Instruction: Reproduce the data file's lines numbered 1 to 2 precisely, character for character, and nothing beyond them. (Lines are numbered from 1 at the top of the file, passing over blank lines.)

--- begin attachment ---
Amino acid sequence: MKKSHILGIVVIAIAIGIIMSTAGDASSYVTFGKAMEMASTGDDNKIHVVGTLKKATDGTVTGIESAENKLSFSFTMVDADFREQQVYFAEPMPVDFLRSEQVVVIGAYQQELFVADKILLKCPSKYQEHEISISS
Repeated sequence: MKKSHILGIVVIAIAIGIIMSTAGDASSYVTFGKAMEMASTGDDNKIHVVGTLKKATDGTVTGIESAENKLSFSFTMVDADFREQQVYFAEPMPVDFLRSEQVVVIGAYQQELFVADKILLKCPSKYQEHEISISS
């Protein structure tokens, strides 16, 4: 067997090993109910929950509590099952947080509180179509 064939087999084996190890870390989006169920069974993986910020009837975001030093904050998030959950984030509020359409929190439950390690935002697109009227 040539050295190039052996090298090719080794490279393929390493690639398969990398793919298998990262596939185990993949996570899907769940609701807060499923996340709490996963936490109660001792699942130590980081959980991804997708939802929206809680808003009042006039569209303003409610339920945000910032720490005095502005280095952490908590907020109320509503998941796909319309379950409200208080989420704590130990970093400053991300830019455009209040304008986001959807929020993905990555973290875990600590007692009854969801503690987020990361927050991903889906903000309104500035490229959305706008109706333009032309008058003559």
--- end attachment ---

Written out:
Amino acid sequence: MKKSHILGIVVIAIAIGIIMSTAGDASSYVTFGKAMEMASTGDDNKIHVVGTLKKATDGTVTGIESAENKLSFSFTMVDADFREQQVYFAEPMPVDFLRSEQVVVIGAYQQELFVADKILLKCPSKYQEHEISISS
Repeated sequence: MKKSHILGIVVIAIAIGIIMSTAGDASSYVTFGKAMEMASTGDDNKIHVVGTLKKATDGTVTGIESAENKLSFSFTMVDADFREQQVYFAEPMPVDFLRSEQVVVIGAYQQELFVADKILLKCPSKYQEHEISISS